The UK’s coastguard is urging people to be careful in the sea, after recording its highest number of daily call-outs in more than four years.
There were 329 incidents dealt with on Friday, including people cut off by the tide and reports of missing children.
Friday was the hottest day of the year and the third hottest ever recorded in the UK, BBC Weather said.
But “some people will remember 31 July for all the wrong reasons,” said HM Coastguard’s duty operations director.
“We completely understand that people want to enjoy the coast,” said Julie-Anne Wood.
“We also know that even the most experienced swimmer, paddleboarder and walker can be caught out by currents and tides respectively.”
With more good weather forecast, she urged people to “check and double check the tide times”.
“Put a timer warning on a smartphone to remind you – be aware of things like rip currents, and make sure you have a means of contacting us if things do go wrong.”
She said the coastguard will “always respond when someone calls 999 and asks for the coastguard” but “all we ask in return is that you take extra care at the coast”.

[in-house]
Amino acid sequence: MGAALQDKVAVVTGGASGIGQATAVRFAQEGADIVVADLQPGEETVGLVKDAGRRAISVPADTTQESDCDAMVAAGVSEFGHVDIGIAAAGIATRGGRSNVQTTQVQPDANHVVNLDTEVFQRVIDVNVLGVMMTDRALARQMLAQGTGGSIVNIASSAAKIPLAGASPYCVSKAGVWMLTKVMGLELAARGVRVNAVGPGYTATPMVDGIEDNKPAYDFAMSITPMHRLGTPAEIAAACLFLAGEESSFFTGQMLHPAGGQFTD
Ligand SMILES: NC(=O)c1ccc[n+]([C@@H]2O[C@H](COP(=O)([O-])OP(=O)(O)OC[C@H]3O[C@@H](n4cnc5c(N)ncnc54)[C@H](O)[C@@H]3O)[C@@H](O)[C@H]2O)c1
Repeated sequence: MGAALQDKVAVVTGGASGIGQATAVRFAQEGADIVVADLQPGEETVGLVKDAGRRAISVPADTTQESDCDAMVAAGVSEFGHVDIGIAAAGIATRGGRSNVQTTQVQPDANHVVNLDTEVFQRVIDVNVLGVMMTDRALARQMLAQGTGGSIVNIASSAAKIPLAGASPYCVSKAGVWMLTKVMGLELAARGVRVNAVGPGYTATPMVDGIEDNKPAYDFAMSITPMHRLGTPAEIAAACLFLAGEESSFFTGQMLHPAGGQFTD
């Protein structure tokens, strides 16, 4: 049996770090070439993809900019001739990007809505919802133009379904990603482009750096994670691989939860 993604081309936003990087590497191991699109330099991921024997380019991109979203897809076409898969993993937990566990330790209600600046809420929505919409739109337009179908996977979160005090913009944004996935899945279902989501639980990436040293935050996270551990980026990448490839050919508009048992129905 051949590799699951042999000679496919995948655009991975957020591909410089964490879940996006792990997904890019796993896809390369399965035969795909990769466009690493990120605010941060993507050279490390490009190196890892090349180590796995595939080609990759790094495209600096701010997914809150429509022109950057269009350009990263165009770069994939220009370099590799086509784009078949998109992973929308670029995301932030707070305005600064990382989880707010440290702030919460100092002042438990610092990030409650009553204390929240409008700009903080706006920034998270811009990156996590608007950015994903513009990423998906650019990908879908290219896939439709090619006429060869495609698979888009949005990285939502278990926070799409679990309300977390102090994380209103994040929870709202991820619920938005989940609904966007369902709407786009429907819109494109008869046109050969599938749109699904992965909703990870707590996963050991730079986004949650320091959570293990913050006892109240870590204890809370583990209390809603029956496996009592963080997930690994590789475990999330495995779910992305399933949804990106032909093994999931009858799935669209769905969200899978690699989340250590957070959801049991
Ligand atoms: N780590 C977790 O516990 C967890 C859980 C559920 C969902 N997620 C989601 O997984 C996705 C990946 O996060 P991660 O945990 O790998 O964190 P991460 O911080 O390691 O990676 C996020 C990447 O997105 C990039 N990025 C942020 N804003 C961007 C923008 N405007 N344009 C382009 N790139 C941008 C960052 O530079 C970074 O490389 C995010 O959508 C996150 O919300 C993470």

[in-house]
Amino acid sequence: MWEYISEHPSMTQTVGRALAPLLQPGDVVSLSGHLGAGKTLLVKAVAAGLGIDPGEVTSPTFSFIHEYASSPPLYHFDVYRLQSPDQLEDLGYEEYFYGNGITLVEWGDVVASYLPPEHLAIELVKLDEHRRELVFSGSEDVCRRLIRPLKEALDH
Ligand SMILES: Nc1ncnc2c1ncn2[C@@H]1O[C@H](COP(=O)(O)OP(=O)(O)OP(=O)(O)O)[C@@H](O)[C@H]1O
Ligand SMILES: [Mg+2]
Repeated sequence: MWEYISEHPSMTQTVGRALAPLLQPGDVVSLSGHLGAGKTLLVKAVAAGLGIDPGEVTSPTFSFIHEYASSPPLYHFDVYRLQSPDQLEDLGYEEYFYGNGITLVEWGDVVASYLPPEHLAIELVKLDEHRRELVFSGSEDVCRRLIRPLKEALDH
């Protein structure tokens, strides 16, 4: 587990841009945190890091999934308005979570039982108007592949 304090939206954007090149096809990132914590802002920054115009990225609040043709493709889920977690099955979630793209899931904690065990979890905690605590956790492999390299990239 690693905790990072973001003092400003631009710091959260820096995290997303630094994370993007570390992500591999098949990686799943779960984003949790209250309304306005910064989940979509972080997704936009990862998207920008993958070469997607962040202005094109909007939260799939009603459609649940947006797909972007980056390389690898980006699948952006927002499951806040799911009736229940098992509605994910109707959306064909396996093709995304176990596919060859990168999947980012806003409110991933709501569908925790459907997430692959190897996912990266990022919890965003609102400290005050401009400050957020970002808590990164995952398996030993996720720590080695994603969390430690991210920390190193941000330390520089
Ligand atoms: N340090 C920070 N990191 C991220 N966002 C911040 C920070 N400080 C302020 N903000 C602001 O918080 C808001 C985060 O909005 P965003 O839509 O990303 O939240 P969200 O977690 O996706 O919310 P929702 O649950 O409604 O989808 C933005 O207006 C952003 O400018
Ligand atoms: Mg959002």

HM Coastguard said of the 329 incidents, lifeboats – including RNLI and independent – were called out 129 times, aircraft were sent out 22 times and hovercraft were used three times.
It added there was a high number of incidents involving people cut off by the tide and reports of missing children, as well as swimmers and paddleboarders getting into difficulty.
The east and south coast and the north west coast saw the “heaviest” number of call-outs, while the area around Liverpool and the Wirral saw the most reported incidents at 26, the coastguard said.
The coast along Essex and Kent saw a total of 45 incidents and the coastline between Flamborough and Cromer saw 22.
Thousands of people descended onto beaches around the UK on Friday, with some councils turning people away.
Temperatures recorded at Heathrow reached 37.8C (100.04F), making it the third warmest day ever recorded in the UK.
It comes as a report showed climate change is having an increasing impact on the UK’s weather. The Met Office report confirmed 2019 as the 12th warmest year in the UK and there was also a severe swing in weather from soaking winters to sunny springs.